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Volvo finds new, highly automated driving functions at low cost

For the last decades, the computing power of chips has been doubling every 18 to 24 months. It’s the fundament of Moore’s Law, and up to now, it has never been proven wrong. Still, the debate about how long Moore’s Law will be effective has been around since it was described for the first time. Always smaller, always faster, this has to stop sometime, doesn’t it? Well, not up to now. But what if computing power wouldn’t stop doubling because of the limits of technology, but would be accelerating up to 1,000 times, would that also mean the end of Moore’s Law? In any case, it’s far beyond it, NVIDIA CEO Jensen Huang thinks. And apart from that, it would be great news for industries that need superfast computing power – like that of autonomous cars.

Huang used the GPU Technology Conference in Munich to present Rapids, an open-source software that aims to accelerate computing processes extremely. Tests have shown that graphics processing units (GPUs) equipped with Rapids are 50 times faster than conventional computer processors (CPUs). But for Huang, this would be just the start.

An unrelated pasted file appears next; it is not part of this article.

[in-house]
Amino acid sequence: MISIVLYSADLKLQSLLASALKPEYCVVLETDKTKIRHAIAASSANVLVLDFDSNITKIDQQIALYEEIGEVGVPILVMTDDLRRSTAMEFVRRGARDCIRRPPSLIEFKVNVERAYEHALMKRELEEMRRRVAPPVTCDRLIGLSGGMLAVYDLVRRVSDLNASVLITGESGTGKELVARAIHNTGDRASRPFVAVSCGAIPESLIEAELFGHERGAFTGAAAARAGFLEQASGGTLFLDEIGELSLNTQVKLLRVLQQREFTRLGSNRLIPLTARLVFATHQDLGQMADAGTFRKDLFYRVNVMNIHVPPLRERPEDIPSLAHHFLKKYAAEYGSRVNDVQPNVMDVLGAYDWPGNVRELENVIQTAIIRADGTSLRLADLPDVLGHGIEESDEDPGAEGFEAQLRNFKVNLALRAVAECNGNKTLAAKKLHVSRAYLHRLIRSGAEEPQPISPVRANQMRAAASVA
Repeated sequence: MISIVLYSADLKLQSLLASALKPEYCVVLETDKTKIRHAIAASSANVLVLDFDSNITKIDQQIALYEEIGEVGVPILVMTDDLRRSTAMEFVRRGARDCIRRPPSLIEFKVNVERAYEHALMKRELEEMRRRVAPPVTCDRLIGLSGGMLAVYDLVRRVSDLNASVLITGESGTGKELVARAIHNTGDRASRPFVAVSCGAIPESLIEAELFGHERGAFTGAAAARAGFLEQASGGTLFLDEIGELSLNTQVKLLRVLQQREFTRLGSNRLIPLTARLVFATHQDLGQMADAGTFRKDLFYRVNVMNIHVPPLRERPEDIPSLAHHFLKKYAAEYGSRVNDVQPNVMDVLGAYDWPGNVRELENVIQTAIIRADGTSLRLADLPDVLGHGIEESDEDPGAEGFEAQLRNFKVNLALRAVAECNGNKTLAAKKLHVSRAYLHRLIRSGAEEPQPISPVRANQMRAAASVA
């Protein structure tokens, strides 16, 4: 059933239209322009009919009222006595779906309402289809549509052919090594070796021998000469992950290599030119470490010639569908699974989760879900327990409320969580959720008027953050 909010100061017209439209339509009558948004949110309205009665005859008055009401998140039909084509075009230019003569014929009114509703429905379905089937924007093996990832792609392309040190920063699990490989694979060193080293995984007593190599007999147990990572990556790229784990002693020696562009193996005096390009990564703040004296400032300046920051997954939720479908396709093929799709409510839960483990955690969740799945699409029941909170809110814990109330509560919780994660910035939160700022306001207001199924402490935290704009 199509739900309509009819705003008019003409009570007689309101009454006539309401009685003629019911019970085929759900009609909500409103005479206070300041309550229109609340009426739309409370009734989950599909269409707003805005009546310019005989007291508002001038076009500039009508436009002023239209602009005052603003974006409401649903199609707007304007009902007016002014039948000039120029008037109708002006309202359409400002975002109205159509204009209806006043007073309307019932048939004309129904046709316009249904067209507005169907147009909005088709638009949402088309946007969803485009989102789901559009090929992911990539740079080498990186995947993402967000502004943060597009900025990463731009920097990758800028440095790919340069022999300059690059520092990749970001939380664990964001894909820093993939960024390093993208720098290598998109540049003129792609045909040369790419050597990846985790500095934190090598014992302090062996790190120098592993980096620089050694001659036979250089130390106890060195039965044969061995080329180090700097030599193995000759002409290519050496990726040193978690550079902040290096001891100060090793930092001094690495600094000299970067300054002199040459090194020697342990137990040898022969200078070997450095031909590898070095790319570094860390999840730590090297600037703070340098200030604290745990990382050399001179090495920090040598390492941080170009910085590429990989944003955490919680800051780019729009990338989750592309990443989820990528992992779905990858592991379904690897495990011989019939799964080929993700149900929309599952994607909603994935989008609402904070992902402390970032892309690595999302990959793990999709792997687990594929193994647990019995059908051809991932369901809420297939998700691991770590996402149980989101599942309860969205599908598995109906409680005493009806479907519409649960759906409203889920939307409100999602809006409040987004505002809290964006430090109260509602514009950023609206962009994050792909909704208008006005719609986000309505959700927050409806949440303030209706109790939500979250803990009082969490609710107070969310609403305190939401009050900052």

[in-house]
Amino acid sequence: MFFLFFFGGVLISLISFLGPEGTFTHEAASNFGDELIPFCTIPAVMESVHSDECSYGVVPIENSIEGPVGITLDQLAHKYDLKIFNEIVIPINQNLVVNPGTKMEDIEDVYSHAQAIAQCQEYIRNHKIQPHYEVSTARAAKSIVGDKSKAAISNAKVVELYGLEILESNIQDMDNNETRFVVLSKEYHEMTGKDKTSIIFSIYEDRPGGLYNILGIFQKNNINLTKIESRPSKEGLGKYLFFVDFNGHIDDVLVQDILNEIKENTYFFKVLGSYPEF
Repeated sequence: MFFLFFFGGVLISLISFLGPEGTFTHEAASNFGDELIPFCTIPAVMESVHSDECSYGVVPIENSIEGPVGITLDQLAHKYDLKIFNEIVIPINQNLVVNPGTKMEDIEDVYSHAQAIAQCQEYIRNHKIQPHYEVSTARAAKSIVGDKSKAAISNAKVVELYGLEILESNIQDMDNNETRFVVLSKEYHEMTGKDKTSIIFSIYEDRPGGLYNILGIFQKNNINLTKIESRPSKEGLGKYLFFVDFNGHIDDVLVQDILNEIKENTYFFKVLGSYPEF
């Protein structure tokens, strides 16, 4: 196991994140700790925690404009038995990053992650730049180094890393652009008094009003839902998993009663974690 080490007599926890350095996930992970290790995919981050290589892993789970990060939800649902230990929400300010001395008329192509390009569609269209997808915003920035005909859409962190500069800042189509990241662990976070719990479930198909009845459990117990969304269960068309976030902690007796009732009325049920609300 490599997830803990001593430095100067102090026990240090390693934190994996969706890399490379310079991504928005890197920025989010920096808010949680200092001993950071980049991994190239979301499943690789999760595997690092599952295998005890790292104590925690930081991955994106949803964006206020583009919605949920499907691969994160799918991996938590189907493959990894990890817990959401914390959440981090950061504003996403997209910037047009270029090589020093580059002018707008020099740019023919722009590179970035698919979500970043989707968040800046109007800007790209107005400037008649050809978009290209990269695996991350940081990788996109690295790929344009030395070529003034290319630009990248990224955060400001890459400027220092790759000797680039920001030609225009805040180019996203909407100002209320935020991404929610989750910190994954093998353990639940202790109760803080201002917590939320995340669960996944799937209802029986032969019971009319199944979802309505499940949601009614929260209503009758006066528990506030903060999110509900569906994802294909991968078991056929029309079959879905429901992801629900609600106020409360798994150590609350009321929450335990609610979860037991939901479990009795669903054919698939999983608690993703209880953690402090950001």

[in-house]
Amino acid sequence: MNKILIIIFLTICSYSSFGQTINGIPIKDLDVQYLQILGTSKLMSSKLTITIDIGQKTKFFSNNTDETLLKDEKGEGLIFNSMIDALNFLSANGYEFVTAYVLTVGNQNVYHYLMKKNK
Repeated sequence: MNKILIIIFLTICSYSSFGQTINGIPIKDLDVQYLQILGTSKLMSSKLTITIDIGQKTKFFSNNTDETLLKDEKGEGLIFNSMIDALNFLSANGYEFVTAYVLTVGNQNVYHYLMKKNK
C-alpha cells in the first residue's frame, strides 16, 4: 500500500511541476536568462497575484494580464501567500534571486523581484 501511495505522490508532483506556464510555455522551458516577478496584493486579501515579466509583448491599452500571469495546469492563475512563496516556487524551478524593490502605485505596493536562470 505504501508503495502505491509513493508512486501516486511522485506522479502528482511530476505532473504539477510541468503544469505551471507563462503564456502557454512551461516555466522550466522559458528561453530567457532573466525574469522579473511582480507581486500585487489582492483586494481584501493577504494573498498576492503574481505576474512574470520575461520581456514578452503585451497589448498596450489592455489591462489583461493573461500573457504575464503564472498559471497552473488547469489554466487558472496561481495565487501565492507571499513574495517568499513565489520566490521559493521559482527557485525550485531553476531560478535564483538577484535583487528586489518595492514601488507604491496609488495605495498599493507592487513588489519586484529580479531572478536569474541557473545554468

Huang: “Big data analysis or learning from intelligent machines are the most important areas for high-performance computers. The world’s largest companies run algorithms on large server farms to recognize complicated patterns in huge data clusters and make predictions that directly determine their future business and profits. With Rapid, we will make decisive progress in these areas.” Based on this technology, Huang plans to multiply the computing power of computers by a thousand over the next 10 years.

Xavier for the automotive industry

Huang didn’t leave it to mere speculation about the performance of the new system. He also presented the new system to customers such as Volvo. From 2020, the Swedish carmaker plans to use the Drive AGX Xavier computer from NVIDIA, which uses Rapid technology. Xavier should enable new, highly automated driving functions at low cost. Special challenges in the development of completely autonomous vehicles are above all the recognition of the environment as well as the coordination of the traffic situation, the driving wishes of the passengers and current driving dynamics. Decisions have to be made within fractions of a second and the vehicle has to be steered accordingly. According to Huang, other automotive companies such as Continental, Veoneer or Zenuity also rely on Xavier.

NVIDIA’s supercomputer already on the road

To prove that NVIDIA can not only provide the computing power but also understand something from the user side, Huang showed a video of a completely autonomous vehicle. Controlled by the company’s own supercomputer, which, compared to Xavier, provides many times the computing power, the vehicle turned 80 accident-free kilometres in the dense traffic of Silicon Valey, including driving in and out as well as changing lanes on the highway.